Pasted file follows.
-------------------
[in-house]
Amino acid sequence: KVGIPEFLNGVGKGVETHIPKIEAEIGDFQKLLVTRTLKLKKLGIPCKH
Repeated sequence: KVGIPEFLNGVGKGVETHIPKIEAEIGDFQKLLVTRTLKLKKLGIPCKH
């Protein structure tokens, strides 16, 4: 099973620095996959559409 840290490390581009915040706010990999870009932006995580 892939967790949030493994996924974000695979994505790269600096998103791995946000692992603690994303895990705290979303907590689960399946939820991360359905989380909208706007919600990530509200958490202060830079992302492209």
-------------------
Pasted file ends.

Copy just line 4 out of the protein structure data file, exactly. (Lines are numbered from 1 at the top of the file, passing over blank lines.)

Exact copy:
């Protein structure tokens, strides 16, 4: 099973620095996959559409 840290490390581009915040706010990999870009932006995580 892939967790949030493994996924974000695979994505790269600096998103791995946000692992603690994303895990705290979303907590689960399946939820991360359905989380909208706007919600990530509200958490202060830079992302492209």